68pc of casual restaurant patrons prefer tablet transactions: report
When it comes to leaving a tip in a casual restaurant, 68 percent of customers would prefer to do so via an iPad, according to a new report from Software Advice.
Restaurants are installing tablets or at least looking at this as an option, because they want to improve the customer experience. Therefore, it is important to know what customers think about these experiences and how they want to interact with tablets.
“Restaurant marketers should be focusing on the streamlined customer experience that comes with these systems,” said Justin Guinn, market research associate at Software Advice. “They enable servers to take and send orders as well as complete the payment process all without leaving the table.
“It’s these features of this innovative technology that are making it easier and quicker for customers to both order and pay,” he said. “This is what marketers can point to. In fact, our data shows that the real driver for increasing tips with mobile POS systems is leveraging them in such a way to enhance the customer experience.”
Software Advice is a site where buyers compare mobile POS technology.
All about the customer
The report “Improving Patron Experiences and Increasing Tips With iPad POS Systems – Industry View” found that more than 50 percent of respondents say using an iPad to leave a tip at food and beverage establishments is “not at all difficult.”
Also, a combined 41 percent say close proximity to the server or cashier while entering a tip amount would “probably” or “definitely” increase their likelihood to tip.
Eighty-six percent of respondents with a preference prefer to use iPads to input tips themselves, rather than having the server or cashier do it for them, which also points to a possible advantage that Apple products have an advantage over other tablets.
Thirty-five percent of female respondents would tip more if the server or cashier input the tip for them, compared to only 19 percent of male respondents, and 29 percent of respondents say they would be more likely to leave a tip if required to press a “no tip” button to opt out of tipping.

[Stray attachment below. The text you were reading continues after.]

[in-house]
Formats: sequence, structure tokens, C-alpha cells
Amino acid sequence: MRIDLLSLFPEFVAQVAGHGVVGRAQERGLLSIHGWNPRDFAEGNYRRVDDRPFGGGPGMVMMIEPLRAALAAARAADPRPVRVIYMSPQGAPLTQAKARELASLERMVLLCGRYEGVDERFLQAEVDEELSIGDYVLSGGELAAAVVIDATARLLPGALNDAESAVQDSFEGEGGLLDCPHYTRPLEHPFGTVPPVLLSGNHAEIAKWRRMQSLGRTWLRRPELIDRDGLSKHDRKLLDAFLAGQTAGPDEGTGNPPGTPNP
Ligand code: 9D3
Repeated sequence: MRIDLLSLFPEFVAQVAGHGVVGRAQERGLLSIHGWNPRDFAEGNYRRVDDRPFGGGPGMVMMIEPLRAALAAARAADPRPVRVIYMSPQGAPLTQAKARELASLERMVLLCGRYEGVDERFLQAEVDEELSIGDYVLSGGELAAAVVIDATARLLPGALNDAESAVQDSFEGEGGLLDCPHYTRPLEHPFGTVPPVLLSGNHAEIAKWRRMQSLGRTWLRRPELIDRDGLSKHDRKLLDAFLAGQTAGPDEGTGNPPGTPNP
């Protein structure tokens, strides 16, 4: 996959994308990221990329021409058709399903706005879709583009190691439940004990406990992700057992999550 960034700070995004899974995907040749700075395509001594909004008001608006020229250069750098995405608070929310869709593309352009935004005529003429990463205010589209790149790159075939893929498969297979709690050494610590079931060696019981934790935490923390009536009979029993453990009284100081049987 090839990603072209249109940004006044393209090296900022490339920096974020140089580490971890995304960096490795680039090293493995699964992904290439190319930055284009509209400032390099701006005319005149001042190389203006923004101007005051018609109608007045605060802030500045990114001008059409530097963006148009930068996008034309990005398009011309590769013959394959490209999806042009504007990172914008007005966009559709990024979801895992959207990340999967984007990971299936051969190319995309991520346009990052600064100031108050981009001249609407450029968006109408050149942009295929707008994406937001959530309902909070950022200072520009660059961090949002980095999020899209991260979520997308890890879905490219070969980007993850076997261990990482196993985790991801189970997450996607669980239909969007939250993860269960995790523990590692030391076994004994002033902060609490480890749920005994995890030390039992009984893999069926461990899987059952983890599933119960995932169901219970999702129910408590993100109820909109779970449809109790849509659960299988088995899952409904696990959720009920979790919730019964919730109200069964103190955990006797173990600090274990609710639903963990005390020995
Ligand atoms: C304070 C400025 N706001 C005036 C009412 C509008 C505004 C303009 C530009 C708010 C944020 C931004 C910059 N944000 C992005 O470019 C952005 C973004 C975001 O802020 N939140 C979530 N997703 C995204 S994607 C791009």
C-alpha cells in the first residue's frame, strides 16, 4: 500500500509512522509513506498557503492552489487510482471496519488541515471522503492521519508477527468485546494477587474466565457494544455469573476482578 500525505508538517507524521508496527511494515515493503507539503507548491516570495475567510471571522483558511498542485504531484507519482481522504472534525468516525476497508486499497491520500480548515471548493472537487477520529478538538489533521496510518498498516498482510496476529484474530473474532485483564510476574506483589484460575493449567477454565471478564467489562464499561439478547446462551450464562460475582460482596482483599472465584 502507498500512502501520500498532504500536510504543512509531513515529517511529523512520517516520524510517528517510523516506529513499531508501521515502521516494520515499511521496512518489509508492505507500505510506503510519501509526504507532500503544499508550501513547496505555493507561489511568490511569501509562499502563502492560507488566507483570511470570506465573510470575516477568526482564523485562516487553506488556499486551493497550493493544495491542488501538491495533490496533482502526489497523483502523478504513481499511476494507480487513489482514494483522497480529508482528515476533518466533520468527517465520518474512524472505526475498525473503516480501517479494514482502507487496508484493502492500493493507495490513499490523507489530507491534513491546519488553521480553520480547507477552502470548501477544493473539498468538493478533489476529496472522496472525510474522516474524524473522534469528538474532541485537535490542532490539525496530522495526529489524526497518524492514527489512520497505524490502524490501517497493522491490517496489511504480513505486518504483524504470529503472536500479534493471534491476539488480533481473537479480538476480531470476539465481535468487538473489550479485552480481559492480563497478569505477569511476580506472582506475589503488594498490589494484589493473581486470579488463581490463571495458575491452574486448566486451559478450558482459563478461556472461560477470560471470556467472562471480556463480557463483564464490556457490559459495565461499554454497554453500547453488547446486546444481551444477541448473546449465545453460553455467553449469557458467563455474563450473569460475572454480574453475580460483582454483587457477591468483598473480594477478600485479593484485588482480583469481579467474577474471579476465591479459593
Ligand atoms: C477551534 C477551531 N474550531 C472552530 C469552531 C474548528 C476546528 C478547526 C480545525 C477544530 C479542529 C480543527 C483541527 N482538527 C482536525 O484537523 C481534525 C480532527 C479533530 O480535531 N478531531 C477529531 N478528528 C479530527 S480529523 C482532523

However, 86 percent of patrons do not want employees to input the gratuity for them.
Software Advice found that patrons prefer iPad tipping most in casual restaurants, 68 percent, followed by fast casuals, at 50 percent, fine dining, at 43 percent, and fast food, at 28 percent.
“Mobile is the future of the food industry,” Mr. Guinn said. “More and more restaurants are adopting mobile, tablet-based POS systems.
“Take for example Taco Bell’s new app,” he said. “It allows you to place and pay for your order ahead of time so that all you’re doing at the store is picking up your food.
“That’s just one of many ways that businesses can leverage mobile capabilities. At the same time on the consumer side, mobile payment options like Apple Pay and Google Wallet are enabling a truly revolutionary payment experience.
“This is really just scratching the surface too. I wouldn’t be surprised if, as this technology evolves, the payment process as we know it will become obsolete.”
Acting on it
Restaurant chains are giving mPOS systems a try.
For example, restaurant chain TGI Friday’s is equipping servers with Microsoft tablets to help make the customer experience more streamlined and convenient.
Along with Microsoft’s 8-inch tablets, the new Fridays Service Style technology, powered by Windows 8.1, will allow servers to carry tablets from table to table to take orders and respond promptly to guest requests. If the process performs well, the execution could represent a growing trend in multichannel experiences (see story).
Shortly after TGI Friday’s announcement, a TGI Friday’s executive at the NRF 104th Annual Convention & Expo said that the restaurant chain prides itself in taking a different approach toward tablet integration in its locations in contrast to its competitors, such as Applebee’s, by placing tablets in the hands of servers rather than on tables.
At the “Transforming Retail with Mobility and Cloud” session during the NRF 104th Annual Convention & Expo, the TGI Friday’s executive discussed its recent innovation of equipping its servers with Microsoft tablets to revamp the customer experience, which the restaurant claims to be a more interactive and personal experience compared to tablets placed on dining tables (see story).
Even though restaurants are going to approach mobile differently, it is most important that they give mobile a chance.
“In terms of the operational benefits that mobile POS software enables, the impact can be instrumental on any restaurant, coffee shop, or food truck for example,” Mr. Guinn said. “With mobile capabilities, quick at-the-table payments, and a large range of other features, we found that these capabilities are helping create much greater customer experiences, not to mention facilitating things to run a lot smoother for the businesses itself.
“We’re seeing that these system features are beneficial to tipping in that they enable servers to provide an overall better customer experience, and build stronger relationships with their patrons,” he said. “That’s where the lasting tips and the repeat customers will come from.”
Caitlyn Bohannon is an editorial assistant on Mobile Commerce Daily, New York